Mike Henneberger just wants you to listen. Whether that entails listening to that voice inside your head that tells you what’s right from wrong, the music blaring through the headphones that connect with you on a deeper level than you could ever begin to describe to someone, or by taking some of his advice so eloquently written in the new memoir he has affectionately titled Rock Bottom at the Renaissance: An Emo Kid’s Journey Through Falling In and Out of Love in and With New York City. We process our journeys through this crazy thing called life in all different shapes and forms, and that’s the beauty of it. No one has the perfect pill or cure for navigating through life, but music seems to be the closest miracle for a lot of us to deal with the shit that comes up daily.
In this “mixtape memoir,” Henneberger carefully crafts his thoughts on living in New York City and how it’s easy to fall somewhere in the void of being in love with the city and loathing it just as often. Henneberger also shares his struggles with mental illness and the music that kept him alive throughout it all. By connecting each of these chapters in his book to a different song in this mixtape, he has created a clever work of art in his own right by making sense of how music can truly save us from the darkest of thoughts. I feel that everyone will be able to take something special out of this memoir by reading how Henneberger describes his emotions in painstaking detail in his quest for understanding what makes him tick. Not to mention, the music he outlines each chapter with is very near and dear to my heart as well, and I’m sure it will hit the right notes with many of us who frequent this site. The playlist can be found on Spotify and Apple Music. Pre-orders are now up, and the book will be available everywhere starting on June 9th.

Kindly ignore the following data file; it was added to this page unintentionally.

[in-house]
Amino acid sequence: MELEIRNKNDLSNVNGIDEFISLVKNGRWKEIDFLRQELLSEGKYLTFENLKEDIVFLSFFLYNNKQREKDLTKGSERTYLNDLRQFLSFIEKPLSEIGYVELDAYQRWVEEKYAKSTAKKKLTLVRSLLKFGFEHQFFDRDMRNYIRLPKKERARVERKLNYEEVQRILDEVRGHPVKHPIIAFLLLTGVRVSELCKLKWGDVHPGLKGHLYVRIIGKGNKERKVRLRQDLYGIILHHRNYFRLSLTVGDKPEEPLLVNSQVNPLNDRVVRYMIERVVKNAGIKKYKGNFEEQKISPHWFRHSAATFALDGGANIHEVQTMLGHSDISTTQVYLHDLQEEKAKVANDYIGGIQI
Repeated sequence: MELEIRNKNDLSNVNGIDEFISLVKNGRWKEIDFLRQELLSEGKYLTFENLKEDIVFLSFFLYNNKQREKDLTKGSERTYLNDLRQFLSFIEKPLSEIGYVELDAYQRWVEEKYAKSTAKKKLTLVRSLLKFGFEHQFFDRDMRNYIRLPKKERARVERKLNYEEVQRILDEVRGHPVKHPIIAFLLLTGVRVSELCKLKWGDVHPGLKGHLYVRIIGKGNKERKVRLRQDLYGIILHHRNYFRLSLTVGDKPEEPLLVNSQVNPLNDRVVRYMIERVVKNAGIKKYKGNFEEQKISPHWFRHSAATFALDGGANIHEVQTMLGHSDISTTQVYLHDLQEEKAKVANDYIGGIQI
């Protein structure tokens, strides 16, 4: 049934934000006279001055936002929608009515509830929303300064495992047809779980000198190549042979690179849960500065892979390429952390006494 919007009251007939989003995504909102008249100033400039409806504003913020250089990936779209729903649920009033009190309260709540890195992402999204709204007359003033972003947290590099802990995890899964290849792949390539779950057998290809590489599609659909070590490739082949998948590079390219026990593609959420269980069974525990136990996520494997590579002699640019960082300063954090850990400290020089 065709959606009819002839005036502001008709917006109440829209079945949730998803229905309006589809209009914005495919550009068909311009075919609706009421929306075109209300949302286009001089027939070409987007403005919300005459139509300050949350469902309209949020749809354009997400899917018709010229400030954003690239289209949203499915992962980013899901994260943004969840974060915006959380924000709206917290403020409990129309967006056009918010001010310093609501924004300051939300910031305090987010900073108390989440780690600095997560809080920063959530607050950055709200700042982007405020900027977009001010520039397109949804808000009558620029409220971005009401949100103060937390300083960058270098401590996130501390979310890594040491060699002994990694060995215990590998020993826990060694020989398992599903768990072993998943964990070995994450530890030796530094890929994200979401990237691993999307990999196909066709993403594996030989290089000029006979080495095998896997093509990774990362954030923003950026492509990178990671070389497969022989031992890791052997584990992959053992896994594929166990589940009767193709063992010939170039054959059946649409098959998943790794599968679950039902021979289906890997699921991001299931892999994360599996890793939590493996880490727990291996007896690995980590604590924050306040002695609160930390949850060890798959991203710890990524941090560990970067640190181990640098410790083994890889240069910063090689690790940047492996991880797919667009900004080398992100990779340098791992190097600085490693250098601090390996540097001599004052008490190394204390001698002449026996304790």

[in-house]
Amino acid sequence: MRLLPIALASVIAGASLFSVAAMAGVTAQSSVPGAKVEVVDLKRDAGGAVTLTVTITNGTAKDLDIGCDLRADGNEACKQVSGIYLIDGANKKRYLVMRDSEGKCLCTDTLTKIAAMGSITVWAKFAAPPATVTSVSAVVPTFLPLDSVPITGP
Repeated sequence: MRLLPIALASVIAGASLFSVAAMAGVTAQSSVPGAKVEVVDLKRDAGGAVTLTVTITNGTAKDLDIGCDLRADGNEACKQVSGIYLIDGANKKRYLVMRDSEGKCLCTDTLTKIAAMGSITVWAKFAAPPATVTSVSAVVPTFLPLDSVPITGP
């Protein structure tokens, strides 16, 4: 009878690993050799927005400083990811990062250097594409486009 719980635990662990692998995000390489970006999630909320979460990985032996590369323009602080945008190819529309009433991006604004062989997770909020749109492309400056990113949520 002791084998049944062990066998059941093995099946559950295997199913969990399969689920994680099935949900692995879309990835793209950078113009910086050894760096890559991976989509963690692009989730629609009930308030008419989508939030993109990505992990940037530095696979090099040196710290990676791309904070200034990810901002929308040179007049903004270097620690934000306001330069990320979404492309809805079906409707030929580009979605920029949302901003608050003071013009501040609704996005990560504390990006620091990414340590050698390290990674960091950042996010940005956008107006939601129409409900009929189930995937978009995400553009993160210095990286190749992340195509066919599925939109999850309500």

The book is broken into a collection of chapters, each named after a different song in the playlist. In this article, I go into a summary of each chapter the makes up the memoir, except for the back half, since I’d love for you to all read the book to see how it all turns out.
”23″ – Jimmy Eat World
In this chapter, Henneberger dives right into the idea of what it means to consider himself a writer. I loved his comparison between an author and a writer; an author is published, whereas a writer is bitter. As much as the author of this book may dissect, and at times criticize his writing style and best practices, he doesn’t give himself enough credit. He’s a hell of a writer. Henneberger also goes through his list of vices for coping with his mental health struggles, but the one vice that he can’t shake is arguably the healthiest: music lyrics. The way that he weaves in lyrics from Jimmy Eat World’s “23” from Futures to make sense of his own life is easily relatable, and each thought connects the dots between music and reality with bitter ease.